Ayatollah Khomeini: (1900-1989) Ayatollah Ruhollah Khomeini, was a classical educated scholar who was an Iranian cleric and ruler, the spiritual and political inspiration for the radical Islamic movement throughout the Arab world. He promoted jihad against putatively Muslim rulers who failed to live up to or apply the laws of Islam. He was exile from Iran between 1964-1979 and received a rapturous welcome when he returend to Tehran in 1979. He issued a fatwa against Salman Rushdie in 1988 calling for his death for having written The Satanic Verses.
Badr: An Arabian town about 80 miles from Medina where the Muslims won their first great military victory, against the Quraysh im 624.
Bahira: (Buhaira) a Syrian Christian monk who, according to Islamic tradition, recognized the boy Muhammad as a prophet when he looked at his back and saw the seal of prophethood between his shoulders. He warned Muhammad’s uncle to “guard him (Muhammad) carefully against the Jews, for by Allah! if they see him, and know about him, they will do him evil.”
al-Baidhawi: (d. 1268) a well known commentator on the Qur’an.
Bukhari: Muhammad İbn Ismail al Bukhari, known as Sahih Bukhari, was the imam who compiled the most respected and authorative collection of the hadith. He collected over 300,000 ahadith, but only chose to publish about 2,000 separate hadith as authentic. Repetetions bring the number of ahadith in his collection to about 7,300. (Robert Spencer, The Truth About Muhammad, p. 25)
Buraq: The winged horse with a human head that is supposed to have carried Muhammad from Mecca to Jerusalem and thence to Paradise on his Night Journey.
Cassius Clay: (Muhammad Ali) the world champion heavyweight boxer converted to a form of Islam called “Nation of Islam” in 1960 and adopted a set of intensly anti-American attitudes. He refused to be drafted by the U.S. military, which led to the forfeiture of his heavyweight title.
Chosroes: The Persian emperor in Muhammad’s day, whom Muhammad called to Islam.
Darazi: (996-1021) Darazi and Hamza ibn Ali ibn Ahmad was the leader of the mystical Druze sect of Islam.
Edward Said: a prominent Arab-Amercian, and professor of English Literature at Columbia University, has been one of the most articulate spokespeople for the Palestinians.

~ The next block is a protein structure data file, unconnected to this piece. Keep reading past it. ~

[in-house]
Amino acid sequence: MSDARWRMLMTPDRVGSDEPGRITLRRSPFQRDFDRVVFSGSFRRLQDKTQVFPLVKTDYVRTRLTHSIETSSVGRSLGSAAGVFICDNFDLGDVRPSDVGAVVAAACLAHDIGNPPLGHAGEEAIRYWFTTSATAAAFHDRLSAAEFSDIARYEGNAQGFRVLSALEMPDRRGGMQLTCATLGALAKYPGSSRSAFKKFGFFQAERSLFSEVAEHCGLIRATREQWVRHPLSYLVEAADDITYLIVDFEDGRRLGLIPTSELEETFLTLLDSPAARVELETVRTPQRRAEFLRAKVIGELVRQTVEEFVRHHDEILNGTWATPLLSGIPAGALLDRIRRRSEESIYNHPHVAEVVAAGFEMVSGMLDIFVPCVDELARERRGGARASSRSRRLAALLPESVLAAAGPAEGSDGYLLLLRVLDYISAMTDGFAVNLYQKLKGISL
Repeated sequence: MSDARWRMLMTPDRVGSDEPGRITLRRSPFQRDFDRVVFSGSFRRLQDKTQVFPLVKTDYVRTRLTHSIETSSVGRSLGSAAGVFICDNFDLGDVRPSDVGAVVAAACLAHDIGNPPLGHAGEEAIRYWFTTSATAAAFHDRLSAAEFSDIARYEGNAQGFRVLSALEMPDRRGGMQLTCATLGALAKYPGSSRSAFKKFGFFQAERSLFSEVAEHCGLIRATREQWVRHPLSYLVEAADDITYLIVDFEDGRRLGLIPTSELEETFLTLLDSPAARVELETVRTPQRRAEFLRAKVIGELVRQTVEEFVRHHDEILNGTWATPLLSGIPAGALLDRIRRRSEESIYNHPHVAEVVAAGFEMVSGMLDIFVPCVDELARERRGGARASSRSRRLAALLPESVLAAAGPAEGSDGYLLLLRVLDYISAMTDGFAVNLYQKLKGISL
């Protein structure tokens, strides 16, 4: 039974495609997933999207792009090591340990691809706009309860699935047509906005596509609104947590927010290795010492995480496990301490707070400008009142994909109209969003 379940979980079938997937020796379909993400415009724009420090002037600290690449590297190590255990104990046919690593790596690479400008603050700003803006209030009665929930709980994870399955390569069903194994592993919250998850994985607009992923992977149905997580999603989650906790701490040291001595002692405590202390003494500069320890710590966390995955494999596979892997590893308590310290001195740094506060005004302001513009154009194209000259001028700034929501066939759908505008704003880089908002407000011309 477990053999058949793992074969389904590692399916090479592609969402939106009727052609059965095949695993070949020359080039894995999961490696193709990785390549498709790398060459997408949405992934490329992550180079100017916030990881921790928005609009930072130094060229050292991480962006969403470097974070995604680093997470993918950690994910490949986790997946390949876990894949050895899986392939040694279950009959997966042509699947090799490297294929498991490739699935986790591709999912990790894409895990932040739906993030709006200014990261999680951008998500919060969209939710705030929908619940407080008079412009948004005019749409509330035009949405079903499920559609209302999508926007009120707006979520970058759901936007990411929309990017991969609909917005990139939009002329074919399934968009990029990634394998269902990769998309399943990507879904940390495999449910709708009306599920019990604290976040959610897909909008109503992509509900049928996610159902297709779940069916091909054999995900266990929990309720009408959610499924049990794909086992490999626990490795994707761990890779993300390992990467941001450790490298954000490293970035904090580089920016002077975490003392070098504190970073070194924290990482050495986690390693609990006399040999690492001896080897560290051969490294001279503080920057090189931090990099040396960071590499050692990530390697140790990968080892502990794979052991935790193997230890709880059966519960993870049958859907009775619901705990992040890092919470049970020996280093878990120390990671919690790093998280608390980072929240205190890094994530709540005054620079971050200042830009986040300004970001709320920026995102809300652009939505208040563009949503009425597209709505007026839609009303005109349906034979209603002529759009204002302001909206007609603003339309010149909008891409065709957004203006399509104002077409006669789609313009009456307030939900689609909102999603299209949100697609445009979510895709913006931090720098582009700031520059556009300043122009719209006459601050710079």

Elijah Muhammad: (1897-1975) or Elijah Pool also known as Elijah Karriem, was the founding leader of the Nation of Islam (NoI) in the USA in 1934. He was succeeded by his son Wallace Fard (Wali Farad Muhammad) in 1975. “You are not American citizens.” he told his NoI followers and he disallowed NoI members from taking Social Security numbers. He went to jail rather than enlist to fight in WW II. His first known illegitimate child was born in Jan. 1960, the first of 13 unrecognized children whom he fathered in a 7 year period, 1960-67, by seven different mistresses, including four children by one woman. The FBI found that he had up to five affairs going on at a single time and that he threatened violence against women who told of his paternity. To his wife’s special shame, one of his relationships was not only incestuous but he took the girl’s virginity. Newly affluent, Muhammad also lavished luxuries on himself and the “royal family”, as it came to be known. He traveled in a Lockheed Jet Star Executive jet, wore a jewel-studded fez said to be worth $150,000, and let his family take hold of the NoI reigns of power and bled the organiization for all it was worth. He claimed that he was the “Messenger of Truth”.
Erbakan: (Necmettin) Right wing leader of Turkey who was an engineering Professor.
Farag Foda: an Egyptian Muslim intellectual who defended the Copts and strongly criticized some Muslim religious authorities. He was assassinated in June 1992 after a fatwa was declared on him. In giving testimony in an Egyptian court of law, the late Sheikh Muhammad el-Ghazali implicitly justified his assassination on the grounds of apostasy; he stated that anyone opposing the Sharia was an apostate and thus deserved death.
Fat’hi ash-Shiqaqi: a well esucated Palestinian Islamist living in Damascus who headed Islamic Jihad, a terrorist organization that has murdered dozens of Israelis. He was assassinated in Malta in 1995. According to his brother, “He loved everything American from cowboy movies to hamburgers.” and said “I want to live in America forever.”
Fatima: Muhammad’s daughter and only surviving child through his first wife, Khadija.
Gabriel: The angel who is supposed to have delivered Allah’s revelations to Muhammad.
George Sale: produced the first accurate translation of the Qur’an in English in 1734.
Ghatafan:The pagan Arabian tribe that, along with the Quraysh, laid siege to Medina in the Battle of the Trench.
al-Ghazali: (d. 1111) One of the greatest Muslim phiolsophers who said: “It is inconceivable that Allah should love mankind, because where there is love there must be a lover, a sense of incompleteness, a realization that the beloved is needed for complete realization of self... This is impossible with Allah, since Allah is perfectly complete.” He is one of the most widely accepted authorities about Islam, who wrote about the true Muslim as being one who “imitates the Messenger of Allah in his goings out and his comings in, his movement and his times of rest, the manner of his eating, his deportment, his sleep and his speech.”